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Sep 5, 2022

Robo-bug: A rechargeable, remote-controllable cyborg cockroach

Posted by in categories: cyborgs, solar power, sustainability

An international team led by researchers at the RIKEN Cluster for Pioneering Research (CPR) has engineered a system for creating remote controlled cyborg cockroaches, equipped with a tiny wireless control module that is powered by a rechargeable battery attached to a solar cell. Despite the mechanic devices, ultrathin electronics and flexible materials allow the insects to move freely. These achievements, reported in the scientific journal npj Flexible Electronics on September 5, will help make the use of cyborg insects a practical reality.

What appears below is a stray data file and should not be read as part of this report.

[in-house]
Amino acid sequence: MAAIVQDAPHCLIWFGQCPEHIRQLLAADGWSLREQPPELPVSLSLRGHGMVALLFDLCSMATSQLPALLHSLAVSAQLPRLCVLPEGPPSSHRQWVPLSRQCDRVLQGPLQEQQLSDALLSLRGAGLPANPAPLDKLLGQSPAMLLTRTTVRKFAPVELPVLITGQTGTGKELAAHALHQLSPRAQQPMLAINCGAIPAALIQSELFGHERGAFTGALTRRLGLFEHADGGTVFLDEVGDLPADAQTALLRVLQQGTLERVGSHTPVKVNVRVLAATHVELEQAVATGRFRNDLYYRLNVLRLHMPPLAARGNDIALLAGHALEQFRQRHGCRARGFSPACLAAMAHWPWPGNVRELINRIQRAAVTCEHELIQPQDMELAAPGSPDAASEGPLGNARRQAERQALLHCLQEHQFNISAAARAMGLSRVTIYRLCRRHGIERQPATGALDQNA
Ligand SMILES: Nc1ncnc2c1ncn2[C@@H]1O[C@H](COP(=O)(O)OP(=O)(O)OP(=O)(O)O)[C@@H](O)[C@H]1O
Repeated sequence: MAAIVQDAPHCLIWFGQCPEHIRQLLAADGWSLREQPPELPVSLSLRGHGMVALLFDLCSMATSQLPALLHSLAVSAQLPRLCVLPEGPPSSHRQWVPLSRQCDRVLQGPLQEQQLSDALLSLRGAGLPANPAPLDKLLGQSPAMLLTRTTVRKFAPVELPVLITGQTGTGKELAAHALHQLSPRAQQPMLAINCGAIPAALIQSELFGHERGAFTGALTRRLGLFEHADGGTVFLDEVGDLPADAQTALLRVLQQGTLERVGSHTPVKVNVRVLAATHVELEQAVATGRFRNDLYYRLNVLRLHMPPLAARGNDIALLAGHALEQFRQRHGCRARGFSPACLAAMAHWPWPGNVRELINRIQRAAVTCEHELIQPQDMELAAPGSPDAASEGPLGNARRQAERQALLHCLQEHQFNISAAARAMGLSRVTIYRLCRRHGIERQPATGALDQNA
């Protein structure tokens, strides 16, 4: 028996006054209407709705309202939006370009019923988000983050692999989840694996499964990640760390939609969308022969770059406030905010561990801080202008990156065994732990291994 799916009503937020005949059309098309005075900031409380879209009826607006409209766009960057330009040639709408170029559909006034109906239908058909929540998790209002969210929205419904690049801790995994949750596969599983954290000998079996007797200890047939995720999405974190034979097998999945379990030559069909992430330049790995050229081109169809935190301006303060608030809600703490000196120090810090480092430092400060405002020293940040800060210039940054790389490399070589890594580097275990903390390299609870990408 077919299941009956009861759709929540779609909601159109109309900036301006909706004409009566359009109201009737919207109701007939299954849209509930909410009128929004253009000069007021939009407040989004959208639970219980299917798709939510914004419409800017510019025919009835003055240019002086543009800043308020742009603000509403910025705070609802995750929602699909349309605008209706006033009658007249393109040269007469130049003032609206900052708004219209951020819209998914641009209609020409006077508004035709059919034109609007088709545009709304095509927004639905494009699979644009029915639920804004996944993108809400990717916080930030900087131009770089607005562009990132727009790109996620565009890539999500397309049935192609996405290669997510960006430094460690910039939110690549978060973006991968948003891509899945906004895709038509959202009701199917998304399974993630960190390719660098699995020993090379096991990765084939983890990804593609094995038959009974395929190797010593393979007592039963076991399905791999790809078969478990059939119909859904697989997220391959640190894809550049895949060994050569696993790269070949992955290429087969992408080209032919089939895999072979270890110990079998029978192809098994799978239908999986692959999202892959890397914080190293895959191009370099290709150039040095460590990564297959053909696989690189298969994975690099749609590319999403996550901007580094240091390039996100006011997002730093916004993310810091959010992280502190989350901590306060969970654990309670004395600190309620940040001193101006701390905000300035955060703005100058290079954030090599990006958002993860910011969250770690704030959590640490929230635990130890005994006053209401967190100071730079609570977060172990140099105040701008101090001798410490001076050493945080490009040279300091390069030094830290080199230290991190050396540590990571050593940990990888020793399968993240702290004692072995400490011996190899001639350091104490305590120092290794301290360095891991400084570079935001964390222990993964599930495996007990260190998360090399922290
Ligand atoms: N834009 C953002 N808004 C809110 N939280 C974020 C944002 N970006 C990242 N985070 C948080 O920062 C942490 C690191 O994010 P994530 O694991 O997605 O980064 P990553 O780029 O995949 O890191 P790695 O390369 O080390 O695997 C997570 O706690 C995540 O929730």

Researchers have been trying to design insects—part insect, part machine—to help inspect hazardous areas or monitor the environment. However, for the use of cyborg insects to be practical, handlers must be able to control them remotely for long periods of time. This requires wireless control of their leg segments, powered by a tiny . Keeping the battery adequately charged is fundamental—nobody wants a suddenly out-of-control team of cyborg cockroaches roaming around. While it’s possible to build docking stations for recharging the battery, the need to return and recharge could disrupt time-sensitive missions. Therefore, the best solution is to include an on-board solar cell that can continuously ensure that the battery stays charged.

All of this is easier said than done. To successfully integrate these devices into a that has limited surface area required the research team to develop a special backpack, ultrathin organic solar cell modules, and an adhesion system that keeps the machinery attached for long periods of time while also allowing natural movements.

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